Bullets shoot from the lip, brimming with optimism about the new season

Phil Jackman

November 03, 1993|By Phil Jackman

BOWIE -- There's a saying in baseball to the effect that all teams are champions in spring training. Same applies in pro hoops and probably every other sport for that matter, so there was the gang from the Washington Bullets talking up what a terrific season lies straight ahead.

"I've been in professional sports for 30 years now and I'm senior man [owner] in the NBA by 10 years. And I have this feeling," Abe Pollin was saying. "I see a tremendous difference in this year and last in our team's attitude. I'm looking forward to a winning and exciting year."

Before he gave up the floor, Pollin admitted that around the USAir Arena he's often referred to as the "nutty optimist."

Undaunted and obviously feeling no pressure as a result of the owner's rosy prospectus, general manager John Nash went Pollin one better, referring to the team as "pretty good. And when we get our key people back from injury, we'll be very good."

Hold on, John, this club that went 22-60 last year and has lost at least 50 games each of the past four seasons will be very good?

"For the first time since I've been here," Nash answered, "we're pulling in the same direction. I'm proud of the components we've put together here."

Recall, there were times late last season when the Bullets resembled a bunch of strangers introduced for the first time just before entering the players' entrance to the arena. With a chunk of the schedule still remaining back in March, coach Wes Unseld said, "It bothers me that some of the guys don't seem to think we can win and they can't get up for the games. They should be ecstatic about the opportunity to play."

Unseld, a man who keeps his thoughts as guarded as a state secret, was almost effervescent while predicting, "This team will be interesting to watch, talk about and report on. And the key to how well we do could come down to three factors, players I'm looking forward to providing the leadership we've been searching for."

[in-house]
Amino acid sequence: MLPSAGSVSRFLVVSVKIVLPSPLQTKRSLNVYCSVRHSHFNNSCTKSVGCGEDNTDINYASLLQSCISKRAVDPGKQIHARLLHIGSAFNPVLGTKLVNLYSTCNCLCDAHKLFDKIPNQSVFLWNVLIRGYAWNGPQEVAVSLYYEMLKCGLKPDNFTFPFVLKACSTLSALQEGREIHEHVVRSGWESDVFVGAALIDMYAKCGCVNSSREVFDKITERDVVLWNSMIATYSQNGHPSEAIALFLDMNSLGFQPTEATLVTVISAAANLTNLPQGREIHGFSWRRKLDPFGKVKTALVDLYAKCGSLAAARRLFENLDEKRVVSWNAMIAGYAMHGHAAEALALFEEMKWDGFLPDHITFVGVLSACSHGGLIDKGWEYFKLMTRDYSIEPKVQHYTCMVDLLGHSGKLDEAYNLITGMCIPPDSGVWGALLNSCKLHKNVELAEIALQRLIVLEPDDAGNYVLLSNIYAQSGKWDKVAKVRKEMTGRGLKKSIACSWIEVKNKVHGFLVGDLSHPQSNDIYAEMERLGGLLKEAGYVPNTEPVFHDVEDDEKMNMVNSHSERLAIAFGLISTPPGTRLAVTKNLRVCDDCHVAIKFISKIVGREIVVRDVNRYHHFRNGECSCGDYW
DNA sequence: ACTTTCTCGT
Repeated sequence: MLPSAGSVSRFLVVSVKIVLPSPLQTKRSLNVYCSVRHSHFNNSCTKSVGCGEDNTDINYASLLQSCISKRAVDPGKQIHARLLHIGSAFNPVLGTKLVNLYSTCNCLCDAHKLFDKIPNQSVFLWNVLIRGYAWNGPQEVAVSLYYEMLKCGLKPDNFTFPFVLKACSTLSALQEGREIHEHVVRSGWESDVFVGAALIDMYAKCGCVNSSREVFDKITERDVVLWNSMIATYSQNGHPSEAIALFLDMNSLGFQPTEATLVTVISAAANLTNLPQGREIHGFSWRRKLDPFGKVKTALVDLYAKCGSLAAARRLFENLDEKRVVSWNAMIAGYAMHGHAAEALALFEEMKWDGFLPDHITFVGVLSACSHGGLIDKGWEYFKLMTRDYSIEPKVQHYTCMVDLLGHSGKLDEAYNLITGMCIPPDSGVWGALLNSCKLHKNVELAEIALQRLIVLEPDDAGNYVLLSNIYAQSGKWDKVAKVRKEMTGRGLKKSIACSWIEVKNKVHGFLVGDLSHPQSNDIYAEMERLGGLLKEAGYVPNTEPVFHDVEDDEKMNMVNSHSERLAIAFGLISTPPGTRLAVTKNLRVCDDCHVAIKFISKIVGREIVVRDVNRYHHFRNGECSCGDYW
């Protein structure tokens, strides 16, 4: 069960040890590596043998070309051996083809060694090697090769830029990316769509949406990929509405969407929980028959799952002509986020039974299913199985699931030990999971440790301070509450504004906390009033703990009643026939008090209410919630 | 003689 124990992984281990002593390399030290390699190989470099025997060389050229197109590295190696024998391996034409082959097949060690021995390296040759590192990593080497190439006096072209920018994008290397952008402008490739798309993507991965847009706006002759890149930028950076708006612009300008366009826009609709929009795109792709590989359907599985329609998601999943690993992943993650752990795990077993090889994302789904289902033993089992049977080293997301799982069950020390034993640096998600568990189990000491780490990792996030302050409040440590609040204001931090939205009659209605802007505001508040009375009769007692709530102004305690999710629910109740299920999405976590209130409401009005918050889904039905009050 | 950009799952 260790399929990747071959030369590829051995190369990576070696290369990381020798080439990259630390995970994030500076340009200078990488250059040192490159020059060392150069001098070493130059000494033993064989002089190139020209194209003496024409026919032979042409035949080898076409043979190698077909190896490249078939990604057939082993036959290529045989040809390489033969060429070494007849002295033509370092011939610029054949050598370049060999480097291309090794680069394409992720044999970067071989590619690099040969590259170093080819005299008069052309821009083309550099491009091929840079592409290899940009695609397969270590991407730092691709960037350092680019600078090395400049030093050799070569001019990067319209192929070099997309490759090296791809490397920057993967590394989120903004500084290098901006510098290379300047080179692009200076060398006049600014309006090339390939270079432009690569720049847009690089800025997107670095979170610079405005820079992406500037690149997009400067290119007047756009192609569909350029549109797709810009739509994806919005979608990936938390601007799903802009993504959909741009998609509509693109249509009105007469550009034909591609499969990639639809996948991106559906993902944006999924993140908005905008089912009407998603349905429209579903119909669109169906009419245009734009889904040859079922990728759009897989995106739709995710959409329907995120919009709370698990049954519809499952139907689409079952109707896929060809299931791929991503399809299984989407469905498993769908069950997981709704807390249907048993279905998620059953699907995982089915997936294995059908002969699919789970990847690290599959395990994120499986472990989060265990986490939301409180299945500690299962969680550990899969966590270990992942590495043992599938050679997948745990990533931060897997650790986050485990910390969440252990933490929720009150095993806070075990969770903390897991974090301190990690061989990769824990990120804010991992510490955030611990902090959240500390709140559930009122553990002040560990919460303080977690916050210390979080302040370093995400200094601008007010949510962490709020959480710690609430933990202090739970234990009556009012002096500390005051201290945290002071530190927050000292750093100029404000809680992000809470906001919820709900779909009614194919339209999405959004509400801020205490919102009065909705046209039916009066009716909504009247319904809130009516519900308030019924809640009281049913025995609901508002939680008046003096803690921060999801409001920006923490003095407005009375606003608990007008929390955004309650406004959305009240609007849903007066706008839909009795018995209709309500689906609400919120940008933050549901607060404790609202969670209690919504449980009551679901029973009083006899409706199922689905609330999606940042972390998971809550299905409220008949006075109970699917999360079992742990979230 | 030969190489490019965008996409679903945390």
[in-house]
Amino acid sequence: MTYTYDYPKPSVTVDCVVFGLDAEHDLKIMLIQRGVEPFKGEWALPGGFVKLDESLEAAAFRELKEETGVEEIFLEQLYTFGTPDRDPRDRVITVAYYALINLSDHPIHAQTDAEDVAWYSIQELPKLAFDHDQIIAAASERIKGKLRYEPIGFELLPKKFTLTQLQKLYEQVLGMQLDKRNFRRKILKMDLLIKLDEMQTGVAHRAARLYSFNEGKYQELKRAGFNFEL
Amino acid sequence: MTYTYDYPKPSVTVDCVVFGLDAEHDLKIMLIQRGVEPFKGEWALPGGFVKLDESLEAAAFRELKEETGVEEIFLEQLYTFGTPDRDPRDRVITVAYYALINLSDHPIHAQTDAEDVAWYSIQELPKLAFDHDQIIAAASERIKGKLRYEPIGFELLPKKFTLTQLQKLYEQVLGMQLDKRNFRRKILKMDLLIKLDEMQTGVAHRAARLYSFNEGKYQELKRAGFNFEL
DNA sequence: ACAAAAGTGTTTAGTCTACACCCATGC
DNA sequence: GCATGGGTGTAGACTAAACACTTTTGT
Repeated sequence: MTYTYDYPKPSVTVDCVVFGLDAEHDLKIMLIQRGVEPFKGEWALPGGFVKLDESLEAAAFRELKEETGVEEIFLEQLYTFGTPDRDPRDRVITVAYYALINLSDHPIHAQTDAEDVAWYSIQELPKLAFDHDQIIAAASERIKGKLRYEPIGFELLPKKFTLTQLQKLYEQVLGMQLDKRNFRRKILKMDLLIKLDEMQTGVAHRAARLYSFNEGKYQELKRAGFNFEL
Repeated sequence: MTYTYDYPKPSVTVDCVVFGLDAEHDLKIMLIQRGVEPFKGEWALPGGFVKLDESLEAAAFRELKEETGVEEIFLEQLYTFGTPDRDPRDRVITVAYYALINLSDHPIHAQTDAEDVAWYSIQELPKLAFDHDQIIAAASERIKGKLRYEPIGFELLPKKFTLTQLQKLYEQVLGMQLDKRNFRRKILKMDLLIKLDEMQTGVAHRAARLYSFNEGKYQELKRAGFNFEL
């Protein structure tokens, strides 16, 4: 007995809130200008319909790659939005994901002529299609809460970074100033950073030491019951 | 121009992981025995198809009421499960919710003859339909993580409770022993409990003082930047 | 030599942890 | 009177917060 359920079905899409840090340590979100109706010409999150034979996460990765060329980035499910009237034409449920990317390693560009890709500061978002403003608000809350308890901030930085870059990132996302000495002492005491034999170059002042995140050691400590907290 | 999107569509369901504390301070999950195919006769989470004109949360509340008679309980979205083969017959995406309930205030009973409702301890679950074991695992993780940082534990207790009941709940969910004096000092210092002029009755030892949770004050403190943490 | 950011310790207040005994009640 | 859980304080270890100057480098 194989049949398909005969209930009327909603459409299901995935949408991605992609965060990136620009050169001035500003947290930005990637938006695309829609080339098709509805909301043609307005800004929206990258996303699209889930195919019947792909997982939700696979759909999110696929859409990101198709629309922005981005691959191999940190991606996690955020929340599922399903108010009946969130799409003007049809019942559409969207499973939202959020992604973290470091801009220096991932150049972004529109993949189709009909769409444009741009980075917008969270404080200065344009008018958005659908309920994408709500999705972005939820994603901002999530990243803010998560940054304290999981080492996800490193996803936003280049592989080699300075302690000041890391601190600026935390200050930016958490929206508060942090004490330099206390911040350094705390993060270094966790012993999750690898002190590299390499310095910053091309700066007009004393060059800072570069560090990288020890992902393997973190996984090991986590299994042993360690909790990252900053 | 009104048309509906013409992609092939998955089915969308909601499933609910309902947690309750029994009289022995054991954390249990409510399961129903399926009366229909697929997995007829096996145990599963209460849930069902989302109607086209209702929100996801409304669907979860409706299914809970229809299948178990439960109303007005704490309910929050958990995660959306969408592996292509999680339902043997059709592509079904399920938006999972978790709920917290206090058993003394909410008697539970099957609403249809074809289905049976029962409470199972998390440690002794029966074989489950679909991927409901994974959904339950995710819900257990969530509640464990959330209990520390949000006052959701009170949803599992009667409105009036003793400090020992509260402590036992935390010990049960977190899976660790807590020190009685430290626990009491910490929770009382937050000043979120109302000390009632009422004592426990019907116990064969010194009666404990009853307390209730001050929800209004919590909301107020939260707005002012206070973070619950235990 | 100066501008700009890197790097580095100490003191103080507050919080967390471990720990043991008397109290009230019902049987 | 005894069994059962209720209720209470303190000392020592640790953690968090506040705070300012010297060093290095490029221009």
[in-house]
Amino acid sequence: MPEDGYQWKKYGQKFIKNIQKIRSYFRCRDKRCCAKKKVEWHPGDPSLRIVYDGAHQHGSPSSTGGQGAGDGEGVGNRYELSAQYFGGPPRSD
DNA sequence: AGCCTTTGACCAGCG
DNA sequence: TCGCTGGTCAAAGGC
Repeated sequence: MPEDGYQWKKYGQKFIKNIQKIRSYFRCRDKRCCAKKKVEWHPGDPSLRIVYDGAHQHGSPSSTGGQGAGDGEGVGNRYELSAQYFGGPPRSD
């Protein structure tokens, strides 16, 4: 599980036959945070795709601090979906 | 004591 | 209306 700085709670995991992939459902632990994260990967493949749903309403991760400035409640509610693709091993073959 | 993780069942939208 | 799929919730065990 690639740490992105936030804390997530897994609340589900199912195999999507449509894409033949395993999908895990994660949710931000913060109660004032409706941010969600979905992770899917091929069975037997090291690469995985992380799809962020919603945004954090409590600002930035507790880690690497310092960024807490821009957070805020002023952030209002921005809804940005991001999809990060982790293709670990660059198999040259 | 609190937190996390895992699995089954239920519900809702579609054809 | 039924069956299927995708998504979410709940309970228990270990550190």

The coach related how throughout camp and the exhibition season the three players in question -- Michael Adams, Pervis Ellison and Tom Gugliotta -- had not only stepped forward but had welcomed the opportunity to shoulder the responsibility of leading and influencing younger players.

Adams, the jet-propelled veteran guard, gave a good impression of a guy who can't wait for the opening tip in Philadelphia Friday night. "Kevin Duckworth, in the post, is going to give us a lot of action down low we didn't have last year," he said. "We've got a lot of guys who can shoot and we all know our jobs better.

"We've got to come together and play unselfish basketball and I think we'll do that. We're still a fairly young team, but we've got experience so we can't use youth as an excuse anymore."

From the first day of practice, Gugliotta noticed "a good feeling, a feeling that everyone wants to win and is not going to worry about who gets all the points."

While remembering "we didn't set the world on fire in preseason," Nash said, "it was interesting to watch how Wes gave everyone a full and fair chance to play and prove himself. He was true to his word that the guys who worked hardest would be the guys that would be here. And, in the last few games, when we were really trying to win, we did OK."

The Bullets will start the season without Ellison at power forward (still recovering from knee surgery) and without Larry Stewart coming off the bench to help out with the rebounding. They've both on the injured list and Gheorghe Muresan, the 7-7 Romanian everyone is insisting can become a factor almost immediately, will also be missing due to chickenpox.

Still, the Bullets are confident they can get off to a decent start because the battle for roster spots has been so competitive from the start.

Washington's home opener is Saturday (7:30 p.m.) against the Boston Celtics.

A ritual at these season sendoffs is a shooting contest pitting Unseld against Pollin. The coach said, "I've let you win for the last 25 years and I'm sick of it." The owner countered that he had won three of the past four showdowns and to his recollection he was positive that Unseld had never tanked the match.

"You do when you win only 22 games," said Wes.

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